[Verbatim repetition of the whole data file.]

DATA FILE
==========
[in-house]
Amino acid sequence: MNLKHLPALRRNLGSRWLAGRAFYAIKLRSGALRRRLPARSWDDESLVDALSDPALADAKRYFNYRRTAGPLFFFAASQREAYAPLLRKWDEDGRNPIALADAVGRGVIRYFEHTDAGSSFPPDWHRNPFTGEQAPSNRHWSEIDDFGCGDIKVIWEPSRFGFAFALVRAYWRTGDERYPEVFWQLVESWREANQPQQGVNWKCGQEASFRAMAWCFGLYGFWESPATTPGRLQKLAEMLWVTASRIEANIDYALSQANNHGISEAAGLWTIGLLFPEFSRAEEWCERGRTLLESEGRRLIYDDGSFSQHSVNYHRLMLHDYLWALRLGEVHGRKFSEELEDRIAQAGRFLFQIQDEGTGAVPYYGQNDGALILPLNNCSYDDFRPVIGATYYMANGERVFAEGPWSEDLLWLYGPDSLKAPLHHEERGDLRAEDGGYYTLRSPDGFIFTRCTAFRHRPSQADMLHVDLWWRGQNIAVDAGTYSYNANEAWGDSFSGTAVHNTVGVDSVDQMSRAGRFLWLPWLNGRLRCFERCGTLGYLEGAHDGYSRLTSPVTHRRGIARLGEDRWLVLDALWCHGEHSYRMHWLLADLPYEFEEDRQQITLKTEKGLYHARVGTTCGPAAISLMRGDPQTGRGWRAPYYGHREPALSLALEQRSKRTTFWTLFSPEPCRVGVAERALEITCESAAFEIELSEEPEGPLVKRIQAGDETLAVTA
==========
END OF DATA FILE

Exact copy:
[in-house]
Amino acid sequence: MNLKHLPALRRNLGSRWLAGRAFYAIKLRSGALRRRLPARSWDDESLVDALSDPALADAKRYFNYRRTAGPLFFFAASQREAYAPLLRKWDEDGRNPIALADAVGRGVIRYFEHTDAGSSFPPDWHRNPFTGEQAPSNRHWSEIDDFGCGDIKVIWEPSRFGFAFALVRAYWRTGDERYPEVFWQLVESWREANQPQQGVNWKCGQEASFRAMAWCFGLYGFWESPATTPGRLQKLAEMLWVTASRIEANIDYALSQANNHGISEAAGLWTIGLLFPEFSRAEEWCERGRTLLESEGRRLIYDDGSFSQHSVNYHRLMLHDYLWALRLGEVHGRKFSEELEDRIAQAGRFLFQIQDEGTGAVPYYGQNDGALILPLNNCSYDDFRPVIGATYYMANGERVFAEGPWSEDLLWLYGPDSLKAPLHHEERGDLRAEDGGYYTLRSPDGFIFTRCTAFRHRPSQADMLHVDLWWRGQNIAVDAGTYSYNANEAWGDSFSGTAVHNTVGVDSVDQMSRAGRFLWLPWLNGRLRCFERCGTLGYLEGAHDGYSRLTSPVTHRRGIARLGEDRWLVLDALWCHGEHSYRMHWLLADLPYEFEEDRQQITLKTEKGLYHARVGTTCGPAAISLMRGDPQTGRGWRAPYYGHREPALSLALEQRSKRTTFWTLFSPEPCRVGVAERALEITCESAAFEIELSEEPEGPLVKRIQAGDETLAVTA